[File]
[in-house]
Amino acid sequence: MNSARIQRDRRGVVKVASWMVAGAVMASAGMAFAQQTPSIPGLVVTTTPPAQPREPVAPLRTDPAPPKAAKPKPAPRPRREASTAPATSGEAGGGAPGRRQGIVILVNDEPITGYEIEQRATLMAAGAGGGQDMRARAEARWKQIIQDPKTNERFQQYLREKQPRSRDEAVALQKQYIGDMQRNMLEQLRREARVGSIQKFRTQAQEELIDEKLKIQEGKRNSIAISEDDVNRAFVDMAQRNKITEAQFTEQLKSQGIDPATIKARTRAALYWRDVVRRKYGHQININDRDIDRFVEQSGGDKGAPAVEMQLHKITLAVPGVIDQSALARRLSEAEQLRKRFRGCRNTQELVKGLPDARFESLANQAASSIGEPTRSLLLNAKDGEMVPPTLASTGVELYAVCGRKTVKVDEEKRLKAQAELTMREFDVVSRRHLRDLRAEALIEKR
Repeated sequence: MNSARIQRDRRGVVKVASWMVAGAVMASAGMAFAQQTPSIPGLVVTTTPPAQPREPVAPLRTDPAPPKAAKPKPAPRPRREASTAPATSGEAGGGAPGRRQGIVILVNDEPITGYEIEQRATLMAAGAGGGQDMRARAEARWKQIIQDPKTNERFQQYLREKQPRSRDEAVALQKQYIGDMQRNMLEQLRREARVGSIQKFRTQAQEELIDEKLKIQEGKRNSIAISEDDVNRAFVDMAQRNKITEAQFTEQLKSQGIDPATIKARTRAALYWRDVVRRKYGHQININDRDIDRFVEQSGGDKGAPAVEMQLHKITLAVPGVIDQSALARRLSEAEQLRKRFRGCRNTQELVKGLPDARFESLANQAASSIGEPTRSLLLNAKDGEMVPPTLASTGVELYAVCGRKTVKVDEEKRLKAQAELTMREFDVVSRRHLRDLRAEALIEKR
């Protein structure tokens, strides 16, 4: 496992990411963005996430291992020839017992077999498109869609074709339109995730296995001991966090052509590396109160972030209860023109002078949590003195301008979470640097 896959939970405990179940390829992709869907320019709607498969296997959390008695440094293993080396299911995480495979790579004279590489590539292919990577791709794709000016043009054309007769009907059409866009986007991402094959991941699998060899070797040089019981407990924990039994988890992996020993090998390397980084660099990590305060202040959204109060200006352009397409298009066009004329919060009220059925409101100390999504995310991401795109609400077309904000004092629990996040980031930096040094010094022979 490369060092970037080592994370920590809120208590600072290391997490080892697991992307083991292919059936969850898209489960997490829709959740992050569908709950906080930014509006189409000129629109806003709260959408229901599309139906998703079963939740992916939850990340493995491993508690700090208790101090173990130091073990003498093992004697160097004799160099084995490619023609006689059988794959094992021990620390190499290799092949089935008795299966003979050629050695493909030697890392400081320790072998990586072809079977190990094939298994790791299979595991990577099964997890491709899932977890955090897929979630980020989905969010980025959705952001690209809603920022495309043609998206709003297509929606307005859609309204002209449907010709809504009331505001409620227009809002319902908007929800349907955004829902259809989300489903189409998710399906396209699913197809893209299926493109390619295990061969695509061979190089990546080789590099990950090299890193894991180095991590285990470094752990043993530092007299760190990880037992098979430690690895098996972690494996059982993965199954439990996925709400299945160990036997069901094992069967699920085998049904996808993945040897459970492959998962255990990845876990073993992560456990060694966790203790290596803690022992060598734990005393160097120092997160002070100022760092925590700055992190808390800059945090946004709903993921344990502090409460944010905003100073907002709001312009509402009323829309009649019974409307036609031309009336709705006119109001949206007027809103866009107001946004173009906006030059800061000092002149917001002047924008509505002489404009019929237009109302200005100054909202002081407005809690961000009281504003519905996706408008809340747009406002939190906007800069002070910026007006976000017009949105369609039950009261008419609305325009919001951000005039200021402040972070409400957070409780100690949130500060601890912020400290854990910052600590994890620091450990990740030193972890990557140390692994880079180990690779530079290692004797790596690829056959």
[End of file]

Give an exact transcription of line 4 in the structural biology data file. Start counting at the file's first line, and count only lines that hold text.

């Protein structure tokens, strides 16, 4: 496992990411963005996430291992020839017992077999498109869609074709339109995730296995001991966090052509590396109160972030209860023109002078949590003195301008979470640097 896959939970405990179940390829992709869907320019709607498969296997959390008695440094293993080396299911995480495979790579004279590489590539292919990577791709794709000016043009054309007769009907059409866009986007991402094959991941699998060899070797040089019981407990924990039994988890992996020993090998390397980084660099990590305060202040959204109060200006352009397409298009066009004329919060009220059925409101100390999504995310991401795109609400077309904000004092629990996040980031930096040094010094022979 490369060092970037080592994370920590809120208590600072290391997490080892697991992307083991292919059936969850898209489960997490829709959740992050569908709950906080930014509006189409000129629109806003709260959408229901599309139906998703079963939740992916939850990340493995491993508690700090208790101090173990130091073990003498093992004697160097004799160099084995490619023609006689059988794959094992021990620390190499290799092949089935008795299966003979050629050695493909030697890392400081320790072998990586072809079977190990094939298994790791299979595991990577099964997890491709899932977890955090897929979630980020989905969010980025959705952001690209809603920022495309043609998206709003297509929606307005859609309204002209449907010709809504009331505001409620227009809002319902908007929800349907955004829902259809989300489903189409998710399906396209699913197809893209299926493109390619295990061969695509061979190089990546080789590099990950090299890193894991180095991590285990470094752990043993530092007299760190990880037992098979430690690895098996972690494996059982993965199954439990996925709400299945160990036997069901094992069967699920085998049904996808993945040897459970492959998962255990990845876990073993992560456990060694966790203790290596803690022992060598734990005393160097120092997160002070100022760092925590700055992190808390800059945090946004709903993921344990502090409460944010905003100073907002709001312009509402009323829309009649019974409307036609031309009336709705006119109001949206007027809103866009107001946004173009906006030059800061000092002149917001002047924008509505002489404009019929237009109302200005100054909202002081407005809690961000009281504003519905996706408008809340747009406002939190906007800069002070910026007006976000017009949105369609039950009261008419609305325009919001951000005039200021402040972070409400957070409780100690949130500060601890912020400290854990910052600590994890620091450990990740030193972890990557140390692994880079180990690779530079290692004797790596690829056959």